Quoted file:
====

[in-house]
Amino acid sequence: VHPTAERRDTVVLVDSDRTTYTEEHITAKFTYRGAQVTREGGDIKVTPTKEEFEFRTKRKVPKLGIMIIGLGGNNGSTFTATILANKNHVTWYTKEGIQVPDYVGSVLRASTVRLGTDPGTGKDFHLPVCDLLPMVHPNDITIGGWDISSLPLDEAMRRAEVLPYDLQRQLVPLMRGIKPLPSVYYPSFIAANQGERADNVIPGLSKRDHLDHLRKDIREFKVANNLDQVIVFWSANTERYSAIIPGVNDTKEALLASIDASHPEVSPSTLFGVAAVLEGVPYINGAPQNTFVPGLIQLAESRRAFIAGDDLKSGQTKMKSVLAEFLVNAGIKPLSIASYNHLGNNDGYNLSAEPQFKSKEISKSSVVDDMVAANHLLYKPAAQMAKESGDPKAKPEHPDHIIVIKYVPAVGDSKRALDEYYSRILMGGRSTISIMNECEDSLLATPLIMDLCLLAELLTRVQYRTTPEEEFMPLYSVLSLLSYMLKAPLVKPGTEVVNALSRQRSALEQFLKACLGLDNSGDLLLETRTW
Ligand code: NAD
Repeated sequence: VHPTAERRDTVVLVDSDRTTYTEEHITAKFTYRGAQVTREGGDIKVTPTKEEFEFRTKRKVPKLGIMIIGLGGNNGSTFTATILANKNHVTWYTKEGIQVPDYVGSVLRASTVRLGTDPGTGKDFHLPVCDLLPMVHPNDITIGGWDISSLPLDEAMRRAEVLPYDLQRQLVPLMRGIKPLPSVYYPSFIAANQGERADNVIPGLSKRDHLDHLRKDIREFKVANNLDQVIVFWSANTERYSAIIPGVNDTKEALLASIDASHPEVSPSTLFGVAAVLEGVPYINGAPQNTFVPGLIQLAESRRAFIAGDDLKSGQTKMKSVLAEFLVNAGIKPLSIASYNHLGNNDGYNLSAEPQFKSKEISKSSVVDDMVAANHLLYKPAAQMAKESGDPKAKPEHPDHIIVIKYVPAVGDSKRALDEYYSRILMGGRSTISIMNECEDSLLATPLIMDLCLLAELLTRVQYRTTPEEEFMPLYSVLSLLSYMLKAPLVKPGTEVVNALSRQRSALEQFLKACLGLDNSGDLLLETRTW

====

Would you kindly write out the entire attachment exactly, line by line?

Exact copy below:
[in-house]
Amino acid sequence: VHPTAERRDTVVLVDSDRTTYTEEHITAKFTYRGAQVTREGGDIKVTPTKEEFEFRTKRKVPKLGIMIIGLGGNNGSTFTATILANKNHVTWYTKEGIQVPDYVGSVLRASTVRLGTDPGTGKDFHLPVCDLLPMVHPNDITIGGWDISSLPLDEAMRRAEVLPYDLQRQLVPLMRGIKPLPSVYYPSFIAANQGERADNVIPGLSKRDHLDHLRKDIREFKVANNLDQVIVFWSANTERYSAIIPGVNDTKEALLASIDASHPEVSPSTLFGVAAVLEGVPYINGAPQNTFVPGLIQLAESRRAFIAGDDLKSGQTKMKSVLAEFLVNAGIKPLSIASYNHLGNNDGYNLSAEPQFKSKEISKSSVVDDMVAANHLLYKPAAQMAKESGDPKAKPEHPDHIIVIKYVPAVGDSKRALDEYYSRILMGGRSTISIMNECEDSLLATPLIMDLCLLAELLTRVQYRTTPEEEFMPLYSVLSLLSYMLKAPLVKPGTEVVNALSRQRSALEQFLKACLGLDNSGDLLLETRTW
Ligand code: NAD
Repeated sequence: VHPTAERRDTVVLVDSDRTTYTEEHITAKFTYRGAQVTREGGDIKVTPTKEEFEFRTKRKVPKLGIMIIGLGGNNGSTFTATILANKNHVTWYTKEGIQVPDYVGSVLRASTVRLGTDPGTGKDFHLPVCDLLPMVHPNDITIGGWDISSLPLDEAMRRAEVLPYDLQRQLVPLMRGIKPLPSVYYPSFIAANQGERADNVIPGLSKRDHLDHLRKDIREFKVANNLDQVIVFWSANTERYSAIIPGVNDTKEALLASIDASHPEVSPSTLFGVAAVLEGVPYINGAPQNTFVPGLIQLAESRRAFIAGDDLKSGQTKMKSVLAEFLVNAGIKPLSIASYNHLGNNDGYNLSAEPQFKSKEISKSSVVDDMVAANHLLYKPAAQMAKESGDPKAKPEHPDHIIVIKYVPAVGDSKRALDEYYSRILMGGRSTISIMNECEDSLLATPLIMDLCLLAELLTRVQYRTTPEEEFMPLYSVLSLLSYMLKAPLVKPGTEVVNALSRQRSALEQFLKACLGLDNSGDLLLETRTW